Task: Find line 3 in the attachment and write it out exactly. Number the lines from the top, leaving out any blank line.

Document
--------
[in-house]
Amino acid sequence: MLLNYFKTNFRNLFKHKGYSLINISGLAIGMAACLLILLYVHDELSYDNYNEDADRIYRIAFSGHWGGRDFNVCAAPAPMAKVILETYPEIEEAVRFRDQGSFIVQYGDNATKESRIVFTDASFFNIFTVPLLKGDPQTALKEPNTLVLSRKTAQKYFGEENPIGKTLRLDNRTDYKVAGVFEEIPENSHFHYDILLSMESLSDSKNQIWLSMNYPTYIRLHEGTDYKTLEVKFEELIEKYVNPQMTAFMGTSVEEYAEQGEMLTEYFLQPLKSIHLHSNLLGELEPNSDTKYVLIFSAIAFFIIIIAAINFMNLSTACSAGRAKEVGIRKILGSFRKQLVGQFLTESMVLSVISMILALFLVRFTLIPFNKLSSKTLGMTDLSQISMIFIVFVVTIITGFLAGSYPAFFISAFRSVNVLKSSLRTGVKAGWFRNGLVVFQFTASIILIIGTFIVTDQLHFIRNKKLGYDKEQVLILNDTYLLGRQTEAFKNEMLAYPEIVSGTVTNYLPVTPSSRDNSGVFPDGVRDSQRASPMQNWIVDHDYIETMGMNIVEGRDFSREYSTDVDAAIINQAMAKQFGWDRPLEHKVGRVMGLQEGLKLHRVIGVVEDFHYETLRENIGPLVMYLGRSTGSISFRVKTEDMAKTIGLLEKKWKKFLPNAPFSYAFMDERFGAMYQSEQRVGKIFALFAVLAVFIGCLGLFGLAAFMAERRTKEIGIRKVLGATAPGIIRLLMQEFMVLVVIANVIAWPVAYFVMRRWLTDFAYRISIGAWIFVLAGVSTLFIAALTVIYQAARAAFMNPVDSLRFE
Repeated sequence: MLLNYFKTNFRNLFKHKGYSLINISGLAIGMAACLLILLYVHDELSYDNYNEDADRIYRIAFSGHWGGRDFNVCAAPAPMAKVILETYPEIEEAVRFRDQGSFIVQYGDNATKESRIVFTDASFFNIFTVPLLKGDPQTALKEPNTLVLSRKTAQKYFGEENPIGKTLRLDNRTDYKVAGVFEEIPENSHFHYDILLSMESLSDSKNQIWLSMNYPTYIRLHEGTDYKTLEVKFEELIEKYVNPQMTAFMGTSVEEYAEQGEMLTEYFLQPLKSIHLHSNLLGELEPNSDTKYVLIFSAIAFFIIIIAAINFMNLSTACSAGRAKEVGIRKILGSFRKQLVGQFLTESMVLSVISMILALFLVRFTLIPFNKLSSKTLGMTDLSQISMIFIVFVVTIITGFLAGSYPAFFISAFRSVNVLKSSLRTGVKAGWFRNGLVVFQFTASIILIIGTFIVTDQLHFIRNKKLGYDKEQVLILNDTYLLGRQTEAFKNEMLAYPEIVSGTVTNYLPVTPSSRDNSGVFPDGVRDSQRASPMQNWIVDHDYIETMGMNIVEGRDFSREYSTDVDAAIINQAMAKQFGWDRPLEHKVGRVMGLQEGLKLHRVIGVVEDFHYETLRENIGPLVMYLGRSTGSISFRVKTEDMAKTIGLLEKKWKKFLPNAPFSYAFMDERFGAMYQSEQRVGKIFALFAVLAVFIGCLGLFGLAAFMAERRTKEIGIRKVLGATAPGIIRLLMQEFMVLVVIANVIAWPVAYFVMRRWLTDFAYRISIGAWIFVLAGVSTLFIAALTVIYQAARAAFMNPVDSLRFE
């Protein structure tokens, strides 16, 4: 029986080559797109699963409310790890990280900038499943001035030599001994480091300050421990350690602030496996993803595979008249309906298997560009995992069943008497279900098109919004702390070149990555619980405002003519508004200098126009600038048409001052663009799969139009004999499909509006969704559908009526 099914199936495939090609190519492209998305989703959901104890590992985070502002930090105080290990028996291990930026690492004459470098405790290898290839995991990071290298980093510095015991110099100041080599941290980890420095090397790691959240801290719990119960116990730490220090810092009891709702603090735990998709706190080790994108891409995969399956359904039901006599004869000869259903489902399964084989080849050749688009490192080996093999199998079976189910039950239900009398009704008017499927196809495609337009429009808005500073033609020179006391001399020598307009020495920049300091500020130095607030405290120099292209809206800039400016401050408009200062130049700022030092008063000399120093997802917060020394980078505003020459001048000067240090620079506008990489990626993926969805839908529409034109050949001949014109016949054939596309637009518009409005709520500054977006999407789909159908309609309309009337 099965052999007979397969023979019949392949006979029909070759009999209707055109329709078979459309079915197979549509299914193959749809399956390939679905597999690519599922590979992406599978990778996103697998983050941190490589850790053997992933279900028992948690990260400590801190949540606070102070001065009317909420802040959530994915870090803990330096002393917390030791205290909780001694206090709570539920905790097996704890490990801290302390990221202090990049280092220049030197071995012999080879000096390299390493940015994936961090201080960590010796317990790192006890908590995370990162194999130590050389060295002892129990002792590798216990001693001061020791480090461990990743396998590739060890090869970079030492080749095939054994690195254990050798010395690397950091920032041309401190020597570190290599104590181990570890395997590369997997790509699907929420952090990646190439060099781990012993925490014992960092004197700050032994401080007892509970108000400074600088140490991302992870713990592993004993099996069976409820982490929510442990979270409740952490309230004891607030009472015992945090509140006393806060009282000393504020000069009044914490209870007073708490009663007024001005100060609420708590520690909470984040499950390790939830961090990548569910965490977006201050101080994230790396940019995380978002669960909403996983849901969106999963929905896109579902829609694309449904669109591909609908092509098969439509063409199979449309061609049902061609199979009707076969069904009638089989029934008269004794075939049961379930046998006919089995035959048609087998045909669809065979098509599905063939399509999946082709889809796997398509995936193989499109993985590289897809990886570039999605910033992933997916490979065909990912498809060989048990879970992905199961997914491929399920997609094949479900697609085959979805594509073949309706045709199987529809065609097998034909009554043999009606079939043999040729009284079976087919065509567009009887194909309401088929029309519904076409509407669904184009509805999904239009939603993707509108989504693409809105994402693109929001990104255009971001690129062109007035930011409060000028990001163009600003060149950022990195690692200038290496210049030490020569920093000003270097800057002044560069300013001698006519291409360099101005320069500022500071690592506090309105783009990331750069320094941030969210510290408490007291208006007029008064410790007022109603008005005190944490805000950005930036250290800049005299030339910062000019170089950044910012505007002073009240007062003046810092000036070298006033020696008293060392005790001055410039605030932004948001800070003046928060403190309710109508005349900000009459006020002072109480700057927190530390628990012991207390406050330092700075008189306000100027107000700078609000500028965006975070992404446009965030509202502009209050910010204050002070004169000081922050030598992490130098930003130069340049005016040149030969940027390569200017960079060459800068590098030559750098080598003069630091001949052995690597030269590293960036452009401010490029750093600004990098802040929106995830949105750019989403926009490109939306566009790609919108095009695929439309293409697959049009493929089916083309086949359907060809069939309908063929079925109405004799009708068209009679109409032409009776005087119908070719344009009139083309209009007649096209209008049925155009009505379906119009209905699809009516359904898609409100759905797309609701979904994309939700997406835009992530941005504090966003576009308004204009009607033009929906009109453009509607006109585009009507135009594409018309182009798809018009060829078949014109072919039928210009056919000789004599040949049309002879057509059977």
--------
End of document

Repeated sequence: MLLNYFKTNFRNLFKHKGYSLINISGLAIGMAACLLILLYVHDELSYDNYNEDADRIYRIAFSGHWGGRDFNVCAAPAPMAKVILETYPEIEEAVRFRDQGSFIVQYGDNATKESRIVFTDASFFNIFTVPLLKGDPQTALKEPNTLVLSRKTAQKYFGEENPIGKTLRLDNRTDYKVAGVFEEIPENSHFHYDILLSMESLSDSKNQIWLSMNYPTYIRLHEGTDYKTLEVKFEELIEKYVNPQMTAFMGTSVEEYAEQGEMLTEYFLQPLKSIHLHSNLLGELEPNSDTKYVLIFSAIAFFIIIIAAINFMNLSTACSAGRAKEVGIRKILGSFRKQLVGQFLTESMVLSVISMILALFLVRFTLIPFNKLSSKTLGMTDLSQISMIFIVFVVTIITGFLAGSYPAFFISAFRSVNVLKSSLRTGVKAGWFRNGLVVFQFTASIILIIGTFIVTDQLHFIRNKKLGYDKEQVLILNDTYLLGRQTEAFKNEMLAYPEIVSGTVTNYLPVTPSSRDNSGVFPDGVRDSQRASPMQNWIVDHDYIETMGMNIVEGRDFSREYSTDVDAAIINQAMAKQFGWDRPLEHKVGRVMGLQEGLKLHRVIGVVEDFHYETLRENIGPLVMYLGRSTGSISFRVKTEDMAKTIGLLEKKWKKFLPNAPFSYAFMDERFGAMYQSEQRVGKIFALFAVLAVFIGCLGLFGLAAFMAERRTKEIGIRKVLGATAPGIIRLLMQEFMVLVVIANVIAWPVAYFVMRRWLTDFAYRISIGAWIFVLAGVSTLFIAALTVIYQAARAAFMNPVDSLRFE